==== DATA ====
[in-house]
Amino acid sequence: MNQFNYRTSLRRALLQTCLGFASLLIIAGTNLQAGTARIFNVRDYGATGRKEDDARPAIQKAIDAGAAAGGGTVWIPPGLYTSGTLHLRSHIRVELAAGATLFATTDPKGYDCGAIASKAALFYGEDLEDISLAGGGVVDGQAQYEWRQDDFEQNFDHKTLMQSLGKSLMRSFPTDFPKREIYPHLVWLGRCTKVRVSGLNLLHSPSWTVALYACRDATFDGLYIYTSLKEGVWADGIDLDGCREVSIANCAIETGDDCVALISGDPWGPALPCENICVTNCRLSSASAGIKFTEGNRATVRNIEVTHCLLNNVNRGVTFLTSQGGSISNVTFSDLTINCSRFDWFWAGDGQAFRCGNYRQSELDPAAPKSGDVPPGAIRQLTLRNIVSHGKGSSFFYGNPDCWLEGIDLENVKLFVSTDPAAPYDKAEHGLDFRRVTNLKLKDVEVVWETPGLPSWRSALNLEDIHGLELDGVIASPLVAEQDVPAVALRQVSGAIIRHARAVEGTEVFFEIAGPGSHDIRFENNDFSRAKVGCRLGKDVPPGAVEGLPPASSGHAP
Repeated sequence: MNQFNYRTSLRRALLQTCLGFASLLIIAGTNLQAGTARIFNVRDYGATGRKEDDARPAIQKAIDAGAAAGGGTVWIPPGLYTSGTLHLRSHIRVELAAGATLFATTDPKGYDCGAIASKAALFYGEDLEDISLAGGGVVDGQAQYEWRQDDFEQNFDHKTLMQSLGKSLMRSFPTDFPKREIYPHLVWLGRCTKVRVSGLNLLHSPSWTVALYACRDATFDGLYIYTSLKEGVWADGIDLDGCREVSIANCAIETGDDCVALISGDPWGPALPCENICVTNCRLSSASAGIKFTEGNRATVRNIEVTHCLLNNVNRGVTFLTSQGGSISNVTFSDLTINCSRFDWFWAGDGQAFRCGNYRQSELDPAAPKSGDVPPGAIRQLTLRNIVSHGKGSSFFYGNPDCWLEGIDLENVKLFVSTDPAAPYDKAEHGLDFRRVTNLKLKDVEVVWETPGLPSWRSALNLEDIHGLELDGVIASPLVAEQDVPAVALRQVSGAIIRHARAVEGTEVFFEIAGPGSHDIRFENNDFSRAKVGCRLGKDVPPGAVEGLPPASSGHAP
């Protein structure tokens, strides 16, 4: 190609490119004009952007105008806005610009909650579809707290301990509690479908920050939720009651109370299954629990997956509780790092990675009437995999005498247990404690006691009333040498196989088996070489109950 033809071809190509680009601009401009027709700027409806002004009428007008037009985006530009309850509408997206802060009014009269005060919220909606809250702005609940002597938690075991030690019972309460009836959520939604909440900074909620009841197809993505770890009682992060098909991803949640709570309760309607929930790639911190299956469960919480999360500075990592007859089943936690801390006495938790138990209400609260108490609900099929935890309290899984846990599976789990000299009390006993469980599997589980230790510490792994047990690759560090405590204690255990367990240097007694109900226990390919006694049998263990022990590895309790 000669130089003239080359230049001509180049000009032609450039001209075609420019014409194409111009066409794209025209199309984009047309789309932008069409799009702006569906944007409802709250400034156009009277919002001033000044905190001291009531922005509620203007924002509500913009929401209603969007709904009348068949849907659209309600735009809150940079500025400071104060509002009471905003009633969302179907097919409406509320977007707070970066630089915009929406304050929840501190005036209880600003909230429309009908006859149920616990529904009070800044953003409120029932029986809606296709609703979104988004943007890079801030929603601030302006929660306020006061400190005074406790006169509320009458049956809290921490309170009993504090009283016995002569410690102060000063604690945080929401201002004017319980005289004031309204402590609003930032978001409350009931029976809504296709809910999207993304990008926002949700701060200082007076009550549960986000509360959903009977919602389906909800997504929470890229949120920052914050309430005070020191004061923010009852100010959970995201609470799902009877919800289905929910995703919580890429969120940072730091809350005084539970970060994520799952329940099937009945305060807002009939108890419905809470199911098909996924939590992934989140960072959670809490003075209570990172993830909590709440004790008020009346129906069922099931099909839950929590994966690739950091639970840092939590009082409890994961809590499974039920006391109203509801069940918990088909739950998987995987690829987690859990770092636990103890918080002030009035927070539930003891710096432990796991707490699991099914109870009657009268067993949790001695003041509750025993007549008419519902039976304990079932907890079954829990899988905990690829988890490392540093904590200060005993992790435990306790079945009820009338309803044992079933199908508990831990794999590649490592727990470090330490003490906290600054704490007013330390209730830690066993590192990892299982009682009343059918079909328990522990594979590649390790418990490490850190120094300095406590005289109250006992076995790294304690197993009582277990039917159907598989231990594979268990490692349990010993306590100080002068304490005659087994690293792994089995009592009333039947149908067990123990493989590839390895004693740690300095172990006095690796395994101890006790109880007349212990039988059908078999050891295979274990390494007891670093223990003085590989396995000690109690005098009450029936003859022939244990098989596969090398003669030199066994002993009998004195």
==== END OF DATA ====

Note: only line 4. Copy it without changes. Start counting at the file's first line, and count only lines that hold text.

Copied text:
């Protein structure tokens, strides 16, 4: 190609490119004009952007105008806005610009909650579809707290301990509690479908920050939720009651109370299954629990997956509780790092990675009437995999005498247990404690006691009333040498196989088996070489109950 033809071809190509680009601009401009027709700027409806002004009428007008037009985006530009309850509408997206802060009014009269005060919220909606809250702005609940002597938690075991030690019972309460009836959520939604909440900074909620009841197809993505770890009682992060098909991803949640709570309760309607929930790639911190299956469960919480999360500075990592007859089943936690801390006495938790138990209400609260108490609900099929935890309290899984846990599976789990000299009390006993469980599997589980230790510490792994047990690759560090405590204690255990367990240097007694109900226990390919006694049998263990022990590895309790 000669130089003239080359230049001509180049000009032609450039001209075609420019014409194409111009066409794209025209199309984009047309789309932008069409799009702006569906944007409802709250400034156009009277919002001033000044905190001291009531922005509620203007924002509500913009929401209603969007709904009348068949849907659209309600735009809150940079500025400071104060509002009471905003009633969302179907097919409406509320977007707070970066630089915009929406304050929840501190005036209880600003909230429309009908006859149920616990529904009070800044953003409120029932029986809606296709609703979104988004943007890079801030929603601030302006929660306020006061400190005074406790006169509320009458049956809290921490309170009993504090009283016995002569410690102060000063604690945080929401201002004017319980005289004031309204402590609003930032978001409350009931029976809504296709809910999207993304990008926002949700701060200082007076009550549960986000509360959903009977919602389906909800997504929470890229949120920052914050309430005070020191004061923010009852100010959970995201609470799902009877919800289905929910995703919580890429969120940072730091809350005084539970970060994520799952329940099937009945305060807002009939108890419905809470199911098909996924939590992934989140960072959670809490003075209570990172993830909590709440004790008020009346129906069922099931099909839950929590994966690739950091639970840092939590009082409890994961809590499974039920006391109203509801069940918990088909739950998987995987690829987690859990770092636990103890918080002030009035927070539930003891710096432990796991707490699991099914109870009657009268067993949790001695003041509750025993007549008419519902039976304990079932907890079954829990899988905990690829988890490392540093904590200060005993992790435990306790079945009820009338309803044992079933199908508990831990794999590649490592727990470090330490003490906290600054704490007013330390209730830690066993590192990892299982009682009343059918079909328990522990594979590649390790418990490490850190120094300095406590005289109250006992076995790294304690197993009582277990039917159907598989231990594979268990490692349990010993306590100080002068304490005659087994690293792994089995009592009333039947149908067990123990493989590839390895004693740690300095172990006095690796395994101890006790109880007349212990039988059908078999050891295979274990390494007891670093223990003085590989396995000690109690005098009450029936003859022939244990098989596969090398003669030199066994002993009998004195």